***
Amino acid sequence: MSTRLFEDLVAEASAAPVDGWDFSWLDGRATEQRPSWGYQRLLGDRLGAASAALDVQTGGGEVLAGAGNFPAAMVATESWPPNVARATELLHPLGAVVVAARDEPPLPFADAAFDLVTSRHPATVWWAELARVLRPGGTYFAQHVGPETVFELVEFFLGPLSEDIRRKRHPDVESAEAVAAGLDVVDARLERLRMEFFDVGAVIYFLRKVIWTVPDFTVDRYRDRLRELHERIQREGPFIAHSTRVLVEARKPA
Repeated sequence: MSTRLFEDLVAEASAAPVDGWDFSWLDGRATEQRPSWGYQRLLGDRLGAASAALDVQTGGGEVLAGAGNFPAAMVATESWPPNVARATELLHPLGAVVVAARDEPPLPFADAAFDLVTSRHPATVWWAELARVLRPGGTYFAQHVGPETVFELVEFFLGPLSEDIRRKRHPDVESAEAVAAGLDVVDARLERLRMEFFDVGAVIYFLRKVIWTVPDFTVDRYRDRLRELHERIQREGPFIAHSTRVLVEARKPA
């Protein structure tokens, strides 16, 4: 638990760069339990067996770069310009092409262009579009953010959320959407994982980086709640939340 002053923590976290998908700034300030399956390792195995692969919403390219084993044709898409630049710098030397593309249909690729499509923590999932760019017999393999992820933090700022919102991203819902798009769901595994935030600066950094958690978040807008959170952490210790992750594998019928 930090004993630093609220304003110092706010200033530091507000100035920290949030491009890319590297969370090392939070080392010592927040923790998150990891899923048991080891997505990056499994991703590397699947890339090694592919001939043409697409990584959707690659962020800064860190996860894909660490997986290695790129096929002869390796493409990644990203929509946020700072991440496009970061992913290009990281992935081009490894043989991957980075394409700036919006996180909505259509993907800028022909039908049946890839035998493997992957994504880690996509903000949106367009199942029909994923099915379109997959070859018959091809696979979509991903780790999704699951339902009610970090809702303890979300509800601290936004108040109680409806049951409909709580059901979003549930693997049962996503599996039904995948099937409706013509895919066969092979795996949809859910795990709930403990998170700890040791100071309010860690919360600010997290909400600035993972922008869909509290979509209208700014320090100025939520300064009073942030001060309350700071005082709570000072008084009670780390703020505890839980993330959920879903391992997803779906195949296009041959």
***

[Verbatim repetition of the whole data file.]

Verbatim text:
Amino acid sequence: MSTRLFEDLVAEASAAPVDGWDFSWLDGRATEQRPSWGYQRLLGDRLGAASAALDVQTGGGEVLAGAGNFPAAMVATESWPPNVARATELLHPLGAVVVAARDEPPLPFADAAFDLVTSRHPATVWWAELARVLRPGGTYFAQHVGPETVFELVEFFLGPLSEDIRRKRHPDVESAEAVAAGLDVVDARLERLRMEFFDVGAVIYFLRKVIWTVPDFTVDRYRDRLRELHERIQREGPFIAHSTRVLVEARKPA
Repeated sequence: MSTRLFEDLVAEASAAPVDGWDFSWLDGRATEQRPSWGYQRLLGDRLGAASAALDVQTGGGEVLAGAGNFPAAMVATESWPPNVARATELLHPLGAVVVAARDEPPLPFADAAFDLVTSRHPATVWWAELARVLRPGGTYFAQHVGPETVFELVEFFLGPLSEDIRRKRHPDVESAEAVAAGLDVVDARLERLRMEFFDVGAVIYFLRKVIWTVPDFTVDRYRDRLRELHERIQREGPFIAHSTRVLVEARKPA
């Protein structure tokens, strides 16, 4: 638990760069339990067996770069310009092409262009579009953010959320959407994982980086709640939340 002053923590976290998908700034300030399956390792195995692969919403390219084993044709898409630049710098030397593309249909690729499509923590999932760019017999393999992820933090700022919102991203819902798009769901595994935030600066950094958690978040807008959170952490210790992750594998019928 930090004993630093609220304003110092706010200033530091507000100035920290949030491009890319590297969370090392939070080392010592927040923790998150990891899923048991080891997505990056499994991703590397699947890339090694592919001939043409697409990584959707690659962020800064860190996860894909660490997986290695790129096929002869390796493409990644990203929509946020700072991440496009970061992913290009990281992935081009490894043989991957980075394409700036919006996180909505259509993907800028022909039908049946890839035998493997992957994504880690996509903000949106367009199942029909994923099915379109997959070859018959091809696979979509991903780790999704699951339902009610970090809702303890979300509800601290936004108040109680409806049951409909709580059901979003549930693997049962996503599996039904995948099937409706013509895919066969092979795996949809859910795990709930403990998170700890040791100071309010860690919360600010997290909400600035993972922008869909509290979509209208700014320090100025939520300064009073942030001060309350700071005082709570000072008084009670780390703020505890839980993330959920879903391992997803779906195949296009041959």